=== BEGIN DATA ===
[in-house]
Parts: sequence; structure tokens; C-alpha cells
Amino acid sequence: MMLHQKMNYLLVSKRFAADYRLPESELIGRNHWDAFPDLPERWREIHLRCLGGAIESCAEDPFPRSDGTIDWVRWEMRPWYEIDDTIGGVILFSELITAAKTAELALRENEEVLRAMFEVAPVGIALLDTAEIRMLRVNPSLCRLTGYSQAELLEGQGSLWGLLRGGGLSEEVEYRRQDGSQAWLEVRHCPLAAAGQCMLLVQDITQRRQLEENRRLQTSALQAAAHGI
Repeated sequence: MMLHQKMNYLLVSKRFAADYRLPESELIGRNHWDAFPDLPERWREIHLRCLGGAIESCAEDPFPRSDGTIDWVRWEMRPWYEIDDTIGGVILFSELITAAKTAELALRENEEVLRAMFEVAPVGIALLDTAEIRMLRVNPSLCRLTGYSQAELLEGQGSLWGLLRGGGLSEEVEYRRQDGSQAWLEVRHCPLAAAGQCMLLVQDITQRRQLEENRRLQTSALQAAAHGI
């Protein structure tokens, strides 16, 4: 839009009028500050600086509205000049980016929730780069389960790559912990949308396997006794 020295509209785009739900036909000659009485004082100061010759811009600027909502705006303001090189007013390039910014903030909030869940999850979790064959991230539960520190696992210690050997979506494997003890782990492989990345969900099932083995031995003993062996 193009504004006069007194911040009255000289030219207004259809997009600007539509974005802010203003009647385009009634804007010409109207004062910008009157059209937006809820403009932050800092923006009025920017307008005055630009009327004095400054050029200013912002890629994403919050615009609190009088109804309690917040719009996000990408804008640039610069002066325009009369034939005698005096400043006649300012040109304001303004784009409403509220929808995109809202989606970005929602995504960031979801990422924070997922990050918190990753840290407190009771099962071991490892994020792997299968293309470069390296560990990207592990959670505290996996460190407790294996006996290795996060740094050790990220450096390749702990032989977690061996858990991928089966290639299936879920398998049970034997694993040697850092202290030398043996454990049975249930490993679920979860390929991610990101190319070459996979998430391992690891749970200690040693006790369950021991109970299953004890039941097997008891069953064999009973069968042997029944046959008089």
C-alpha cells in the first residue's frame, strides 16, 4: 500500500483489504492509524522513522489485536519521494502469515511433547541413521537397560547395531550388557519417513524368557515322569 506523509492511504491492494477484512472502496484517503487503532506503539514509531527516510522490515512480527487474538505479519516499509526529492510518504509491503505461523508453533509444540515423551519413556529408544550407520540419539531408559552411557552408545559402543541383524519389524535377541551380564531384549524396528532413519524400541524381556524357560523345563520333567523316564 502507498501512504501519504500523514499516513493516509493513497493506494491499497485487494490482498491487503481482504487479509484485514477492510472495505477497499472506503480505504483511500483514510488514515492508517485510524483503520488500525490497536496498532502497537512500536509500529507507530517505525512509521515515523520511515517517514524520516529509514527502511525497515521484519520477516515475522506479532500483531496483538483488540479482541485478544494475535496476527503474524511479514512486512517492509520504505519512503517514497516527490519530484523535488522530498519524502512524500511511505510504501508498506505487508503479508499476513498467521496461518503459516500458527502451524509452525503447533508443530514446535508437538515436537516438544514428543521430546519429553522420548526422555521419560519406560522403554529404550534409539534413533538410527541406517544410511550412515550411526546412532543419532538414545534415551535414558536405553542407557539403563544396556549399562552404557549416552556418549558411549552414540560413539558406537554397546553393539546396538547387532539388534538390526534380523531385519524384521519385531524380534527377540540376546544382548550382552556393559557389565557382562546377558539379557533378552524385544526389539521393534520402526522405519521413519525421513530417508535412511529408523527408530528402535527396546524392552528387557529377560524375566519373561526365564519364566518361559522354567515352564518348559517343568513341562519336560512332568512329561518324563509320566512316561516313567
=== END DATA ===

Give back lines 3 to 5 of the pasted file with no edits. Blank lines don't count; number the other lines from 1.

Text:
Amino acid sequence: MMLHQKMNYLLVSKRFAADYRLPESELIGRNHWDAFPDLPERWREIHLRCLGGAIESCAEDPFPRSDGTIDWVRWEMRPWYEIDDTIGGVILFSELITAAKTAELALRENEEVLRAMFEVAPVGIALLDTAEIRMLRVNPSLCRLTGYSQAELLEGQGSLWGLLRGGGLSEEVEYRRQDGSQAWLEVRHCPLAAAGQCMLLVQDITQRRQLEENRRLQTSALQAAAHGI
Repeated sequence: MMLHQKMNYLLVSKRFAADYRLPESELIGRNHWDAFPDLPERWREIHLRCLGGAIESCAEDPFPRSDGTIDWVRWEMRPWYEIDDTIGGVILFSELITAAKTAELALRENEEVLRAMFEVAPVGIALLDTAEIRMLRVNPSLCRLTGYSQAELLEGQGSLWGLLRGGGLSEEVEYRRQDGSQAWLEVRHCPLAAAGQCMLLVQDITQRRQLEENRRLQTSALQAAAHGI
């Protein structure tokens, strides 16, 4: 839009009028500050600086509205000049980016929730780069389960790559912990949308396997006794 020295509209785009739900036909000659009485004082100061010759811009600027909502705006303001090189007013390039910014903030909030869940999850979790064959991230539960520190696992210690050997979506494997003890782990492989990345969900099932083995031995003993062996 193009504004006069007194911040009255000289030219207004259809997009600007539509974005802010203003009647385009009634804007010409109207004062910008009157059209937006809820403009932050800092923006009025920017307008005055630009009327004095400054050029200013912002890629994403919050615009609190009088109804309690917040719009996000990408804008640039610069002066325009009369034939005698005096400043006649300012040109304001303004784009409403509220929808995109809202989606970005929602995504960031979801990422924070997922990050918190990753840290407190009771099962071991490892994020792997299968293309470069390296560990990207592990959670505290996996460190407790294996006996290795996060740094050790990220450096390749702990032989977690061996858990991928089966290639299936879920398998049970034997694993040697850092202290030398043996454990049975249930490993679920979860390929991610990101190319070459996979998430391992690891749970200690040693006790369950021991109970299953004890039941097997008891069953064999009973069968042997029944046959008089």